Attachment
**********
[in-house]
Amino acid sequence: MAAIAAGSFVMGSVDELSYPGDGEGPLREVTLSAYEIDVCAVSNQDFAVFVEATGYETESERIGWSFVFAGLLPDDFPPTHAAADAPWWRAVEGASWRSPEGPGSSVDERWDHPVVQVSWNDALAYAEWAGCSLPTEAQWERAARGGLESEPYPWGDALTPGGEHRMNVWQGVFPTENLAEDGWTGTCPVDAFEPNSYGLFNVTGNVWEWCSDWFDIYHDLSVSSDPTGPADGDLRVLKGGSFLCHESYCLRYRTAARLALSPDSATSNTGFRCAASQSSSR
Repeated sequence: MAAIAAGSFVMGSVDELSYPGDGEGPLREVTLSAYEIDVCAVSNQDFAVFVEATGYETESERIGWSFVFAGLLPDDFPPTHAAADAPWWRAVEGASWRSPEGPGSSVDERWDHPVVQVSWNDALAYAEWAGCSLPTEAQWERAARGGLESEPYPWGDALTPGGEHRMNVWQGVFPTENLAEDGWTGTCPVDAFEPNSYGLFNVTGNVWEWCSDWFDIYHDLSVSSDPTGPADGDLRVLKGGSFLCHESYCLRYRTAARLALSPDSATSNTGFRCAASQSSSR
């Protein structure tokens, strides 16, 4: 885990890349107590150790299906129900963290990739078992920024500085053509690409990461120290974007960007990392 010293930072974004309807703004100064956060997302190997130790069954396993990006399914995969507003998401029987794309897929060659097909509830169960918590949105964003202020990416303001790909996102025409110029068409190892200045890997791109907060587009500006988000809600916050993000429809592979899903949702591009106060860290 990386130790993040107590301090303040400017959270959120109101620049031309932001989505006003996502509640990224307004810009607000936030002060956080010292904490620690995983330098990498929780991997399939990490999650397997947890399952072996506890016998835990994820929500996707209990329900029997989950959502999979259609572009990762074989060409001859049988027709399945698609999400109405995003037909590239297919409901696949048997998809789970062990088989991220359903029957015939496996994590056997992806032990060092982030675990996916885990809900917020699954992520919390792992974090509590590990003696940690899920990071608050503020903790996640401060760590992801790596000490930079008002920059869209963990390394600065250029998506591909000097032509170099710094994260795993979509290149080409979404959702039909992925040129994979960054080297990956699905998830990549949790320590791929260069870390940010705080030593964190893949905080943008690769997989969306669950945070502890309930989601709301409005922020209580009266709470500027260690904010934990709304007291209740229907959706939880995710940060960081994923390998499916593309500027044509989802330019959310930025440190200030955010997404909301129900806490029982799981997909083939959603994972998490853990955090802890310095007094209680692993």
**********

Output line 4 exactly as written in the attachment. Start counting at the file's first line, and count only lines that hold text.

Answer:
């Protein structure tokens, strides 16, 4: 885990890349107590150790299906129900963290990739078992920024500085053509690409990461120290974007960007990392 010293930072974004309807703004100064956060997302190997130790069954396993990006399914995969507003998401029987794309897929060659097909509830169960918590949105964003202020990416303001790909996102025409110029068409190892200045890997791109907060587009500006988000809600916050993000429809592979899903949702591009106060860290 990386130790993040107590301090303040400017959270959120109101620049031309932001989505006003996502509640990224307004810009607000936030002060956080010292904490620690995983330098990498929780991997399939990490999650397997947890399952072996506890016998835990994820929500996707209990329900029997989950959502999979259609572009990762074989060409001859049988027709399945698609999400109405995003037909590239297919409901696949048997998809789970062990088989991220359903029957015939496996994590056997992806032990060092982030675990996916885990809900917020699954992520919390792992974090509590590990003696940690899920990071608050503020903790996640401060760590992801790596000490930079008002920059869209963990390394600065250029998506591909000097032509170099710094994260795993979509290149080409979404959702039909992925040129994979960054080297990956699905998830990549949790320590791929260069870390940010705080030593964190893949905080943008690769997989969306669950945070502890309930989601709301409005922020209580009266709470500027260690904010934990709304007291209740229907959706939880995710940060960081994923390998499916593309500027044509989802330019959310930025440190200030955010997404909301129900806490029982799981997909083939959603994972998490853990955090802890310095007094209680692993």